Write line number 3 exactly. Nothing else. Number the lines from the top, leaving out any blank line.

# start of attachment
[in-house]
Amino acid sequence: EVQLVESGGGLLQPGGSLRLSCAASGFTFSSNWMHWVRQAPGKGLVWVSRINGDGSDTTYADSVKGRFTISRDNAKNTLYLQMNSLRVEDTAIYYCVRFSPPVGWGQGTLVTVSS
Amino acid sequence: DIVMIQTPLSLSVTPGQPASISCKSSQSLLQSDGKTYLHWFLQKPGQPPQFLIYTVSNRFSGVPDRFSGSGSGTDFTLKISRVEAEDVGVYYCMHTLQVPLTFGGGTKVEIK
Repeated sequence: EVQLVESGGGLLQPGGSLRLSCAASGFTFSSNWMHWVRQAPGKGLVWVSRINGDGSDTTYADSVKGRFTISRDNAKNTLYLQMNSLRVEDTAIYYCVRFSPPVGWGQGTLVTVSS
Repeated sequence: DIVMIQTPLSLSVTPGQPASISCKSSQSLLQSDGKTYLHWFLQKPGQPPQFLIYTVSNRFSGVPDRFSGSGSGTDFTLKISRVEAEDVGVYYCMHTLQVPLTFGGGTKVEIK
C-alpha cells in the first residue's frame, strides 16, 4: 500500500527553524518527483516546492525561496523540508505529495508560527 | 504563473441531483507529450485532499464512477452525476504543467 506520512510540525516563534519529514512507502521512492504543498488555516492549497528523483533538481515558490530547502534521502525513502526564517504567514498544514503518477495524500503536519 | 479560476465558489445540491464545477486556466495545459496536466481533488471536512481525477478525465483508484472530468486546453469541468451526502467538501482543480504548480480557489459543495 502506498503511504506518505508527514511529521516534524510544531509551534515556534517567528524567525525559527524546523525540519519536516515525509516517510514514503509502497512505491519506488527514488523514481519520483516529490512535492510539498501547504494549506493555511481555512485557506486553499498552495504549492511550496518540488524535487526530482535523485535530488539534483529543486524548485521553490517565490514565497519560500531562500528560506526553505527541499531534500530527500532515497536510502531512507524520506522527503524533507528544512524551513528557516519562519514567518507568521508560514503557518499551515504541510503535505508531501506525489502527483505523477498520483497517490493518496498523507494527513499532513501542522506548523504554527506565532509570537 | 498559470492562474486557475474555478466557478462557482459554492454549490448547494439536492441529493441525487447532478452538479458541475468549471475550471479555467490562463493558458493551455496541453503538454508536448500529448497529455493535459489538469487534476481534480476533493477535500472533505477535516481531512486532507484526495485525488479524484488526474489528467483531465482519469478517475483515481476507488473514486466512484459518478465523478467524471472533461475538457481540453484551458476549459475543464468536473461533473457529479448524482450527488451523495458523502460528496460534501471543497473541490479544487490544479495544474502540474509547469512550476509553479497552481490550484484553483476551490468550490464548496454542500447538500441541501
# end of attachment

Amino acid sequence: DIVMIQTPLSLSVTPGQPASISCKSSQSLLQSDGKTYLHWFLQKPGQPPQFLIYTVSNRFSGVPDRFSGSGSGTDFTLKISRVEAEDVGVYYCMHTLQVPLTFGGGTKVEIK